The Independent Voice of Southern Methodist University Since 1915

The Daily Campus

The Daily Campus

The Independent Voice of Southern Methodist University Since 1915

The Daily Campus

The Independent Voice of Southern Methodist University Since 1915

The Daily Campus

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Lit fest focuses on American race relations

 Lit fest focuses on American race relations
Lit fest focuses on American race relations

Lit fest focuses on American race relations

It’s hard to believe that Paul Beatty – a man who has built hisliterary career on scrutinizing the Lethal-Weapon-Bill -Cosby-It’s-a-small-freakin’-world-after-all depictions of American racerelations in popular culture – claims to have received theinspiration for his life’s only goal from a movie aboutmiddle-class white teenagers.

“I don’t want to sell anything, buy anything, or processanything as a career. You know, as a career, I don’t want to dothat,” said Lloyd Dobler in Cameron Crowe’s Say Anything.

And if you take Beatty’s words at face value, his own youth inLos Angeles and much of his undergraduate career in Boston werespent with the same lack of direction as John Cusack’s Dobler.

“I have one goal; it’s pretty small,” Dobler said. “No tie andno alarm clock.”

As an unusual layer of sleet pelted the Hilltop, Beatty, a thin,wiry man sat hunched over in front of a small crowd ofundergraduates. He read excerpts from his poetry and other writtenwork Monday night as part of Program Council’s LiteraryFestival.

His works, which include the novels The White Boy Shuffle andTuff as well as the poetry collection, Joker, Joker, Deuce,exploded into modern literary circles with their fluid andunrestricted voices and their frankness regarding the hypocrisy ofmodern America’s obsession with “multiculturalism.”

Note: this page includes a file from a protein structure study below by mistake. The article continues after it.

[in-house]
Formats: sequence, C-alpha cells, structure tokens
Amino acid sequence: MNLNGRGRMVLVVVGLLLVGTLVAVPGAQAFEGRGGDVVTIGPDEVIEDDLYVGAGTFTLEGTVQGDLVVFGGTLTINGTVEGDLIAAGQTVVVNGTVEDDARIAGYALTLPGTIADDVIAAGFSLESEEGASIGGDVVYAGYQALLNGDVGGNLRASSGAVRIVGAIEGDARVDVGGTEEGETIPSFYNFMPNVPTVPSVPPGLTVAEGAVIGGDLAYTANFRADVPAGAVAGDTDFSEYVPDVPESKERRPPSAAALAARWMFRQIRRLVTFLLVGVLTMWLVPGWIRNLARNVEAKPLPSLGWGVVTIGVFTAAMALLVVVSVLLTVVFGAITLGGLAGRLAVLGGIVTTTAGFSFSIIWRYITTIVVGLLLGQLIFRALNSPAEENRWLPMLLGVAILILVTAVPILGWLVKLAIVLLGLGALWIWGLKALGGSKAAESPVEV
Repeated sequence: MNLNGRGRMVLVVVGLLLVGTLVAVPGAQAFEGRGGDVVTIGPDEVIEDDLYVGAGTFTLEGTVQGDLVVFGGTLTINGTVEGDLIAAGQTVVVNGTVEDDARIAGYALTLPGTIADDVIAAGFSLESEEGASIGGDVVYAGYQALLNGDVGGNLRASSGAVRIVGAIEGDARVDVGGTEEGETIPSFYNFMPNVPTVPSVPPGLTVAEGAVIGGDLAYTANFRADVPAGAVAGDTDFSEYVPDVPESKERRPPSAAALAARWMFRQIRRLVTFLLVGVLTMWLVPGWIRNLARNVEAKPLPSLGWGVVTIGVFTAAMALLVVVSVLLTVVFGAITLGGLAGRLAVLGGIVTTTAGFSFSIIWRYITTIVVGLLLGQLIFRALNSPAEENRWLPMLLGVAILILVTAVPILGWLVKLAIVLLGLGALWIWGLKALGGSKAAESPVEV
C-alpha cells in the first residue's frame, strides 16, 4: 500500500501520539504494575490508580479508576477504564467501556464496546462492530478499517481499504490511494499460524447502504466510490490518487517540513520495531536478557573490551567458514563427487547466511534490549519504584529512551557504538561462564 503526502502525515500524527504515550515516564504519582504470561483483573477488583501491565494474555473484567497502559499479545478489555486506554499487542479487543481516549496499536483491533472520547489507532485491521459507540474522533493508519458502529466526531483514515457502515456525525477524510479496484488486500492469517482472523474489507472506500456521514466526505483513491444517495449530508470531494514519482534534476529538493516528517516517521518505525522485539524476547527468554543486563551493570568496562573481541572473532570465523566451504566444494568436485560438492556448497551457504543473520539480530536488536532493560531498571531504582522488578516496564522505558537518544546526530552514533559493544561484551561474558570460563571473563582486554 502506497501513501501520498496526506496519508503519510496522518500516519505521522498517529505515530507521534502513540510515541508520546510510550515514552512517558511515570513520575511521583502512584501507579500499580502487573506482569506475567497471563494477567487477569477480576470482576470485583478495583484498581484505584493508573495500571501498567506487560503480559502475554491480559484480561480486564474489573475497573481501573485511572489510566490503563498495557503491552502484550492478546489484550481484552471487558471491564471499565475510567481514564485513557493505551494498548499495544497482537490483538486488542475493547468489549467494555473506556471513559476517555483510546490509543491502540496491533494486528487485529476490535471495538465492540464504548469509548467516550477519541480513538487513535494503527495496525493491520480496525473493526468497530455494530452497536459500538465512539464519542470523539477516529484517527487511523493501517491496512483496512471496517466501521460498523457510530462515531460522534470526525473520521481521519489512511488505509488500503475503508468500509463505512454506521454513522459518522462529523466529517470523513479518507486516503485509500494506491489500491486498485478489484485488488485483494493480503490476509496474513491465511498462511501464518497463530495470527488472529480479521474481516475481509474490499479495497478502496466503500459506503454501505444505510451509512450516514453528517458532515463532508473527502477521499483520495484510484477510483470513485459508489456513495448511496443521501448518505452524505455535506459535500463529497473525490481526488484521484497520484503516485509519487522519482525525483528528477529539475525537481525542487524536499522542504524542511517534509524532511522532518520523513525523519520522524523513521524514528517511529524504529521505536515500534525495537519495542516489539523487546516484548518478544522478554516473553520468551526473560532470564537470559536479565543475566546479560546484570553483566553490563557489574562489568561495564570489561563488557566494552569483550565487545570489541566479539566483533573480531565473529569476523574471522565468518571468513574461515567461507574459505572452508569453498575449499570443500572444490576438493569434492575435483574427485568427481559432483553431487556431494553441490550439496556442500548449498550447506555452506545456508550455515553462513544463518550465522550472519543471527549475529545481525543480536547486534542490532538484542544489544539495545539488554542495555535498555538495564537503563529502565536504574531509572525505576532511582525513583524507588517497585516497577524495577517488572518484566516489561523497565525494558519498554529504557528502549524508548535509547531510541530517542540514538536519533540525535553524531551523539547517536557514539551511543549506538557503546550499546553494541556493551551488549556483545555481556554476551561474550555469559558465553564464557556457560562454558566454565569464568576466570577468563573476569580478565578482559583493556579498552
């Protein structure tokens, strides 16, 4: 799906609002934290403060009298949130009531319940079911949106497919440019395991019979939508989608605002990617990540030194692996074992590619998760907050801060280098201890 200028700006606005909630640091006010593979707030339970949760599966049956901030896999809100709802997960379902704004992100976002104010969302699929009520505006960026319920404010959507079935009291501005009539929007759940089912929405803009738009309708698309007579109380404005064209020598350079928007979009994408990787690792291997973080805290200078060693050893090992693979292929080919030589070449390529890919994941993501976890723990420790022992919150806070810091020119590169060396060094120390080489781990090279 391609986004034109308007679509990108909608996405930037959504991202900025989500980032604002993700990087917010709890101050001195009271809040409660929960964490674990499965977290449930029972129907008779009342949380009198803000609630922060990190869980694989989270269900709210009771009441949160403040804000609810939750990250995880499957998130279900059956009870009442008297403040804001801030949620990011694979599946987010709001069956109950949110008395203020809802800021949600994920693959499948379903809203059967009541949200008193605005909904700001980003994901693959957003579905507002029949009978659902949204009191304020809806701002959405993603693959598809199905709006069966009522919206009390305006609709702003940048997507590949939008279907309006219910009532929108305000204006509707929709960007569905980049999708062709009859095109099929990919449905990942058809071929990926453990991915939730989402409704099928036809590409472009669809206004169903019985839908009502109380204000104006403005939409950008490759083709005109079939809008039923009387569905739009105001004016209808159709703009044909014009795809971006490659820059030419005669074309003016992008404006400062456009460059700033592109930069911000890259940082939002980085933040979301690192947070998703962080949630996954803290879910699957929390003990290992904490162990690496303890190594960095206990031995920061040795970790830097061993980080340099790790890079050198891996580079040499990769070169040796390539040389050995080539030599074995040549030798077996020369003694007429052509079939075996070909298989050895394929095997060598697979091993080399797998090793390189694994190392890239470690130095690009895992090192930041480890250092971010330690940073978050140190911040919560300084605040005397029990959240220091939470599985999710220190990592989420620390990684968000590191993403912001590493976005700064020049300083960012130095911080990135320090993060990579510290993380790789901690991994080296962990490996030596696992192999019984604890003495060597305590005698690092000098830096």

Deemed as everything from the “bard of hip-hop” to a “’90sRichard Pryor peaking ecstatically on acid,” Beatty’s gift lies inhis eye for the cracks in the American fa�ade of politicalcorrectness. His writing is a mile-a-minute beat bop of pop-cultureallusions, classical references, subtle jabs and stereotypeevisceration.

The gathered undergraduates, with thirsty looks on their faces,turned eyes in reference to this firecracker style articulated bythe soft-spoken man. But with students lounging casually on thesofas of the Hughes-Trigg basement, eating up line aftercynically-laced line, the scene appeared almost a parody of itself.The only thing keeping this from the very oh-so-trendy spoken wordreading that Beatty lambasted in one of his readings was the whirof beans grinding in the background and a few yuppies sporting thelatest J. Crew fashions and slurpingdouble-tall-trendy-but-not-too-picky lattes dotting the room.

After his reading, Beatty appreciatively took questions from theaudience. While fielding softball pitches like “Why did you decideto become a writer?” and “What’s the hardest thing about writing?,”he answered each question seriously and talked to his audience indown-to-earth honesty. But at the same time, a detached look in thelaid-back man’s eyes seemed to laugh at the scene playing out withhim at its center. For a man that claims to not take his writingtoo seriously, to be questioned like this must somehow have seemedlike a joke.

“I hate writing,” he said in response to one question. “I kindof write now because I have to. I f—ed up and became awriter.”

Because of this same unattached nature in his writing, somereviewers have been critical of Beatty’s work.